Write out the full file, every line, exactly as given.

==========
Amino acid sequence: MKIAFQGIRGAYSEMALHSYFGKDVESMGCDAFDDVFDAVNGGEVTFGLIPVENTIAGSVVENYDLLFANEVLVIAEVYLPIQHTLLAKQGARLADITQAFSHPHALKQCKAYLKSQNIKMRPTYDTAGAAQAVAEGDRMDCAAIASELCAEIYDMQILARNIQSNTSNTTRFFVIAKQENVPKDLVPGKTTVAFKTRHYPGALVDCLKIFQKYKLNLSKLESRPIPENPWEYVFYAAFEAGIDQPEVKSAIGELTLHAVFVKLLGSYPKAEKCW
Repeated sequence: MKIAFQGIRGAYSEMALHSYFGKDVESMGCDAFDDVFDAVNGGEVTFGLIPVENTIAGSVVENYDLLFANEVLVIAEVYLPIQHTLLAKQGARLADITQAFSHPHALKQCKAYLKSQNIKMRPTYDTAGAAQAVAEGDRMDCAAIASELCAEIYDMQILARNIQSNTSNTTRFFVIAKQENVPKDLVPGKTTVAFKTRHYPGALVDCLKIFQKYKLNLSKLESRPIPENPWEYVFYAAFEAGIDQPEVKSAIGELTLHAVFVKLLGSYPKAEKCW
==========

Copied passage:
Amino acid sequence: MKIAFQGIRGAYSEMALHSYFGKDVESMGCDAFDDVFDAVNGGEVTFGLIPVENTIAGSVVENYDLLFANEVLVIAEVYLPIQHTLLAKQGARLADITQAFSHPHALKQCKAYLKSQNIKMRPTYDTAGAAQAVAEGDRMDCAAIASELCAEIYDMQILARNIQSNTSNTTRFFVIAKQENVPKDLVPGKTTVAFKTRHYPGALVDCLKIFQKYKLNLSKLESRPIPENPWEYVFYAAFEAGIDQPEVKSAIGELTLHAVFVKLLGSYPKAEKCW
Repeated sequence: MKIAFQGIRGAYSEMALHSYFGKDVESMGCDAFDDVFDAVNGGEVTFGLIPVENTIAGSVVENYDLLFANEVLVIAEVYLPIQHTLLAKQGARLADITQAFSHPHALKQCKAYLKSQNIKMRPTYDTAGAAQAVAEGDRMDCAAIASELCAEIYDMQILARNIQSNTSNTTRFFVIAKQENVPKDLVPGKTTVAFKTRHYPGALVDCLKIFQKYKLNLSKLESRPIPENPWEYVFYAAFEAGIDQPEVKSAIGELTLHAVFVKLLGSYPKAEKCW